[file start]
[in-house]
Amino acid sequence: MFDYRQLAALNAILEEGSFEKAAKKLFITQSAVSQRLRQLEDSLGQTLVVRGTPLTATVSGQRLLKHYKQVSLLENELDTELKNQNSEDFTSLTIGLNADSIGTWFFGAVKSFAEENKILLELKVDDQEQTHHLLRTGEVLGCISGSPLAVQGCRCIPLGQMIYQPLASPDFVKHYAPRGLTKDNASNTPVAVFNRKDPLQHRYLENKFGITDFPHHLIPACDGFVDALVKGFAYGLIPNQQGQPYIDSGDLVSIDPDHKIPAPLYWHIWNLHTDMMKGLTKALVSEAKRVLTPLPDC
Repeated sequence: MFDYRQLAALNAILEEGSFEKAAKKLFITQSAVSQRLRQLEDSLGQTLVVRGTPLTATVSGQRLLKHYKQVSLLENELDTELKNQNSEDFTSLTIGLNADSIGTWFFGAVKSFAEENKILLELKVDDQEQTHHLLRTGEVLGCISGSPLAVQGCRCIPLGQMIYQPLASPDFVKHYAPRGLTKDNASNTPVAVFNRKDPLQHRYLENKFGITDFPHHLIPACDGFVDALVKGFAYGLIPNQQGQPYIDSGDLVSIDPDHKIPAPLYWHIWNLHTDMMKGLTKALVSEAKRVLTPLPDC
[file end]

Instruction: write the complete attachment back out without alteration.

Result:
[in-house]
Amino acid sequence: MFDYRQLAALNAILEEGSFEKAAKKLFITQSAVSQRLRQLEDSLGQTLVVRGTPLTATVSGQRLLKHYKQVSLLENELDTELKNQNSEDFTSLTIGLNADSIGTWFFGAVKSFAEENKILLELKVDDQEQTHHLLRTGEVLGCISGSPLAVQGCRCIPLGQMIYQPLASPDFVKHYAPRGLTKDNASNTPVAVFNRKDPLQHRYLENKFGITDFPHHLIPACDGFVDALVKGFAYGLIPNQQGQPYIDSGDLVSIDPDHKIPAPLYWHIWNLHTDMMKGLTKALVSEAKRVLTPLPDC
Repeated sequence: MFDYRQLAALNAILEEGSFEKAAKKLFITQSAVSQRLRQLEDSLGQTLVVRGTPLTATVSGQRLLKHYKQVSLLENELDTELKNQNSEDFTSLTIGLNADSIGTWFFGAVKSFAEENKILLELKVDDQEQTHHLLRTGEVLGCISGSPLAVQGCRCIPLGQMIYQPLASPDFVKHYAPRGLTKDNASNTPVAVFNRKDPLQHRYLENKFGITDFPHHLIPACDGFVDALVKGFAYGLIPNQQGQPYIDSGDLVSIDPDHKIPAPLYWHIWNLHTDMMKGLTKALVSEAKRVLTPLPDC